On the convention's second day, President Reagan electrified the faithful with his address condemning such things as the Democratic education plan, recent union extremism, lack of compromise during the global recession and also veiled but harsh condemnations of foreign influences in American elections (A slap which was only detected by those close in the know). Reagan warned that a President Dent would be a corrupt, slimy, weak leader who could easily be bought and influenced.

"Having dealt with Jefferson Dent over the course of my Presidency, I can assure you all at home something that most of us here at the convention already know. There is no issue Jefferson Dent has ever endorsed without seeing a specific benefit in it for himself".

Of course, hyperbole like this ran rampant in San Diego, but the unity and cheerful feelings among the delegates was replaced on the last two days by a long nomination wrangle for both offices. At least long in today's terms. It took 10 roll calls before a choice was made for President and almost 30 for Vice President. Bob Dole went into the convention with a small lead in the delegate count. Meanwhile, the convention bounced back and forth between the first choices of Kean and Heinz. Alexander was also touted, but quickly removed his name when he sensed a protracted fight that he wouldn't have a spot in. Kean came close, but the Heinz group cut a deal with both Dole and Laxalt that allowed him to finally be the choice. Kean was furious at this and he left San Diego perplexed over his loss.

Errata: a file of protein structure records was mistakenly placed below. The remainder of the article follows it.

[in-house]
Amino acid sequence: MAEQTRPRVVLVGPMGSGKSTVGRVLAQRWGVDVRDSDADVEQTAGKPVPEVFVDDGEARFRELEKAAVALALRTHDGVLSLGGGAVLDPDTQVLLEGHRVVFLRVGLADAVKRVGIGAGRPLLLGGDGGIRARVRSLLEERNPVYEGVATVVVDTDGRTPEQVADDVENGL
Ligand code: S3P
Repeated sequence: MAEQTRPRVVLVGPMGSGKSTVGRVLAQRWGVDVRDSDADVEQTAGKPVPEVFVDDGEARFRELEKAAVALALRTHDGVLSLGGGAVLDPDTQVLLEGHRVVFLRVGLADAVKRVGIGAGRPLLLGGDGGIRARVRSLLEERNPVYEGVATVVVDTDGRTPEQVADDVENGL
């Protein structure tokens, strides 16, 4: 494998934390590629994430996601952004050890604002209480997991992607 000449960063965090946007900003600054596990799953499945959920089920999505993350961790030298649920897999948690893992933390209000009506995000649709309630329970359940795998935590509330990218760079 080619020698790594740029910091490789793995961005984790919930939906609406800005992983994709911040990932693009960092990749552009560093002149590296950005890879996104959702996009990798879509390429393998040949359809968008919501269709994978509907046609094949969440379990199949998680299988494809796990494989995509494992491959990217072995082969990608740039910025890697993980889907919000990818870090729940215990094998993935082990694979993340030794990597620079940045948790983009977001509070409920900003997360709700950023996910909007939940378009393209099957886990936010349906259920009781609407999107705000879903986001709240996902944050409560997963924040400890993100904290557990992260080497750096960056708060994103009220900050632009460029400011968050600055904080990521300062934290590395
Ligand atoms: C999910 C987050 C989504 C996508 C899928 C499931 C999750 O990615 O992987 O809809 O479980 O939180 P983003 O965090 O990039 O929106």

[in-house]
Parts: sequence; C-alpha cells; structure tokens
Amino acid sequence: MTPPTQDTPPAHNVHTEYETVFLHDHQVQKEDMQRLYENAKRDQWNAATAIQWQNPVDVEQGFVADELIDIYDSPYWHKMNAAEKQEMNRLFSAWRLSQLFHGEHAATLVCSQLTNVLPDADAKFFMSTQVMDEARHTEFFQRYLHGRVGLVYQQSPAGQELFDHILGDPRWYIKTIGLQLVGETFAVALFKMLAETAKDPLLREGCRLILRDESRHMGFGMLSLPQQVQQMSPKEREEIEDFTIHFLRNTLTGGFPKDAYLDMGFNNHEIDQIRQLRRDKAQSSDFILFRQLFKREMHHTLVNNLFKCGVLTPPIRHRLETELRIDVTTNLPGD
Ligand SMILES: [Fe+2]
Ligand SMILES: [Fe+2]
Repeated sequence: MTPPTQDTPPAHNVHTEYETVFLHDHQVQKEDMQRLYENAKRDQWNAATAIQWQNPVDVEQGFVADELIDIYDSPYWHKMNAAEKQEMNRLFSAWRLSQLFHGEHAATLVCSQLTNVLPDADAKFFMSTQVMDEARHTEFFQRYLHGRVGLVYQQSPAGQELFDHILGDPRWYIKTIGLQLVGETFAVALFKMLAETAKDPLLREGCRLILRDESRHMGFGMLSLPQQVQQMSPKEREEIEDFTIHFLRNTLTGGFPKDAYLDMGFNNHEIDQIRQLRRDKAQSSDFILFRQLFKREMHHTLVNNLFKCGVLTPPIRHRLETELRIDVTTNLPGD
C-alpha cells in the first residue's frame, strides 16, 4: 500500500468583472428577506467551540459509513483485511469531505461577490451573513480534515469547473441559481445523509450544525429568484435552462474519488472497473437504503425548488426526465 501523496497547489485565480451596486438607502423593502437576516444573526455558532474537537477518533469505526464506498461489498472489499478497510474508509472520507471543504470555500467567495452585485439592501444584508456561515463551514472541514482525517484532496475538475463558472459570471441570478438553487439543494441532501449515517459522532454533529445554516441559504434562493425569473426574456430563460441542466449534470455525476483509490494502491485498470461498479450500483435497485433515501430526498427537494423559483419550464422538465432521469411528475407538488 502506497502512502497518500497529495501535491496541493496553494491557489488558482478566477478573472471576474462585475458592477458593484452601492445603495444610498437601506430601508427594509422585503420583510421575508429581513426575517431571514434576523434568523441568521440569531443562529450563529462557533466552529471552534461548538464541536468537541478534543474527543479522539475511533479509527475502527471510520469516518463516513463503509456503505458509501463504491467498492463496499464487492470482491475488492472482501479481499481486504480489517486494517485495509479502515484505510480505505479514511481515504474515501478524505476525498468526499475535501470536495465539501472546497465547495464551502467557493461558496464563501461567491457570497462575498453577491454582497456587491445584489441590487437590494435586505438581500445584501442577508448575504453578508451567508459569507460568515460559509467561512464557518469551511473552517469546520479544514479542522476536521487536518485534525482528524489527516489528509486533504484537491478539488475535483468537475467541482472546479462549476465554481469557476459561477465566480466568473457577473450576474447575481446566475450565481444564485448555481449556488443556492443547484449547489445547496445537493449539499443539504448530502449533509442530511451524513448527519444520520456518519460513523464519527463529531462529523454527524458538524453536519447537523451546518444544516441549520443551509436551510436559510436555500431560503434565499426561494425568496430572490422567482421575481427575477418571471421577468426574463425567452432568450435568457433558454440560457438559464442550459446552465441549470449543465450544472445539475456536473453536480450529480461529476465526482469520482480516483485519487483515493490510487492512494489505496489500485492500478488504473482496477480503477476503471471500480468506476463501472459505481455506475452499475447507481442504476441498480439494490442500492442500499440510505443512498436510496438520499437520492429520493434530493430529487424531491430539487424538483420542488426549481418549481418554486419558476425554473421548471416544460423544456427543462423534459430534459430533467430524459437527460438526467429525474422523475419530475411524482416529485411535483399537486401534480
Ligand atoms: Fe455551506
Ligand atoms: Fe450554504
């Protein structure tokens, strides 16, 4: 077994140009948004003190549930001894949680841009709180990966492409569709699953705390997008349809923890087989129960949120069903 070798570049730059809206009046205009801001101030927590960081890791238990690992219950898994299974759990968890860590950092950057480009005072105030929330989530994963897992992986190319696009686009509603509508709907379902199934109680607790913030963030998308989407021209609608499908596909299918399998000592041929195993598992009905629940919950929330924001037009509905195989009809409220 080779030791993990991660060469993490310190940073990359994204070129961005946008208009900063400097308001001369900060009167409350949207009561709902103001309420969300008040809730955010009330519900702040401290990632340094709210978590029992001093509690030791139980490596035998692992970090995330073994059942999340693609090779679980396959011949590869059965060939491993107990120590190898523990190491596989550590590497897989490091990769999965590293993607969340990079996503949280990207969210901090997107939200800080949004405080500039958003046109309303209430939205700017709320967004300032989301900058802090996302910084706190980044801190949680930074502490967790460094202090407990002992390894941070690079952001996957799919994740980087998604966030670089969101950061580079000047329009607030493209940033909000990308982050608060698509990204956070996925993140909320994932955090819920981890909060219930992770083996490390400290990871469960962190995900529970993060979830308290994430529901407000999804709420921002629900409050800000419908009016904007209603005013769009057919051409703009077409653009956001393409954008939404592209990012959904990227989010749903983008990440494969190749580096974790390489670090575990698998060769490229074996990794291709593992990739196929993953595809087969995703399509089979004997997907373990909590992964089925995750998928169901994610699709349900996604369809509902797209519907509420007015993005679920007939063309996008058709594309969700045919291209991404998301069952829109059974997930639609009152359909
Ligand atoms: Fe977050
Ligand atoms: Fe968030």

The Presidential nomination process for the Republicans was a shorter affair. Although it took some time to dispense of the pledges, there was little doubt that eventually Dole would be the nominee as his total increased on each ballot. Dole's acceptance speech was well received but on the whole dry. He kept his remarks fairly short, only 19 minutes. In that time he made the case for unity, even though the nomination had been a fight, he urged the delegates and Republicans to remember the unity they had shared earlier in the week as well as drawing a deep contrast between his image and that of Dent's.
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« Reply #118 on: September 10, 2012, 07:30:50 am »
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Jim Lewis calls from his law office in Richmond, VA to the Watson's Pittsburgh home.

Watson: Hello?
Lewis: Hey, it's Jimmy. I just got a call from Dent's managers. They wanna know if you'd be willing to be vetted.
Watson: Is it worth it to be?
Lewis: Yeah, there's no harm in it. You'd be a longshot to be picked. Everyone says he's leaning toward Biden.
Watson: Well, if they wanna talk to me, I don't see any harm in it. We could go for it.


Watson calls Scott Westman, who is back in Montana.

Watson: (To himself) Damn long distance charges. You'd think Scott would have found someplace closer with more women to stay the whole damn summer in...
Laura: Well, he's got his whole family up there.

Westman: Yeah?